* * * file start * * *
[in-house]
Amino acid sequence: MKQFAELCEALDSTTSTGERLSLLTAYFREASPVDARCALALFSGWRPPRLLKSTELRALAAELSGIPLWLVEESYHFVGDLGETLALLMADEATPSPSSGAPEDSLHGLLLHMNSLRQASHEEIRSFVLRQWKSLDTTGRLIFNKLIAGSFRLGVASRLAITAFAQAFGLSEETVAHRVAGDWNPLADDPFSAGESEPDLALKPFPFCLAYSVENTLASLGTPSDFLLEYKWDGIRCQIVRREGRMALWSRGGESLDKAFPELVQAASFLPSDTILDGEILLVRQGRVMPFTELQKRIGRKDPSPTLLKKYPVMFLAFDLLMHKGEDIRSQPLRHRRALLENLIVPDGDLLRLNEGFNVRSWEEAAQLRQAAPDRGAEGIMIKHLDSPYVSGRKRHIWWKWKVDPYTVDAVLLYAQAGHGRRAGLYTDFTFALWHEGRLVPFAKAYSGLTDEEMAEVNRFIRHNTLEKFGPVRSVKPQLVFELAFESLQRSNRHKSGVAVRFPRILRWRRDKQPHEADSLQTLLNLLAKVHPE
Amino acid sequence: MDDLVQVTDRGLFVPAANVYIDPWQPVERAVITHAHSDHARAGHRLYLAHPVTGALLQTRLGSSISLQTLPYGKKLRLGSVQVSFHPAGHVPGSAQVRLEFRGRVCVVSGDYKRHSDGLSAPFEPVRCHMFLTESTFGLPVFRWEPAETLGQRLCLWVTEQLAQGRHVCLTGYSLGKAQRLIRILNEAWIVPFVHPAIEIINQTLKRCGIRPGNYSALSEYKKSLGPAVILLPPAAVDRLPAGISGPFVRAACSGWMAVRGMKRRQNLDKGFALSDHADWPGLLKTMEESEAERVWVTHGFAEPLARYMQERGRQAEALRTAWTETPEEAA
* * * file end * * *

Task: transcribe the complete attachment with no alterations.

[in-house]
Amino acid sequence: MKQFAELCEALDSTTSTGERLSLLTAYFREASPVDARCALALFSGWRPPRLLKSTELRALAAELSGIPLWLVEESYHFVGDLGETLALLMADEATPSPSSGAPEDSLHGLLLHMNSLRQASHEEIRSFVLRQWKSLDTTGRLIFNKLIAGSFRLGVASRLAITAFAQAFGLSEETVAHRVAGDWNPLADDPFSAGESEPDLALKPFPFCLAYSVENTLASLGTPSDFLLEYKWDGIRCQIVRREGRMALWSRGGESLDKAFPELVQAASFLPSDTILDGEILLVRQGRVMPFTELQKRIGRKDPSPTLLKKYPVMFLAFDLLMHKGEDIRSQPLRHRRALLENLIVPDGDLLRLNEGFNVRSWEEAAQLRQAAPDRGAEGIMIKHLDSPYVSGRKRHIWWKWKVDPYTVDAVLLYAQAGHGRRAGLYTDFTFALWHEGRLVPFAKAYSGLTDEEMAEVNRFIRHNTLEKFGPVRSVKPQLVFELAFESLQRSNRHKSGVAVRFPRILRWRRDKQPHEADSLQTLLNLLAKVHPE
Amino acid sequence: MDDLVQVTDRGLFVPAANVYIDPWQPVERAVITHAHSDHARAGHRLYLAHPVTGALLQTRLGSSISLQTLPYGKKLRLGSVQVSFHPAGHVPGSAQVRLEFRGRVCVVSGDYKRHSDGLSAPFEPVRCHMFLTESTFGLPVFRWEPAETLGQRLCLWVTEQLAQGRHVCLTGYSLGKAQRLIRILNEAWIVPFVHPAIEIINQTLKRCGIRPGNYSALSEYKKSLGPAVILLPPAAVDRLPAGISGPFVRAACSGWMAVRGMKRRQNLDKGFALSDHADWPGLLKTMEESEAERVWVTHGFAEPLARYMQERGRQAEALRTAWTETPEEAA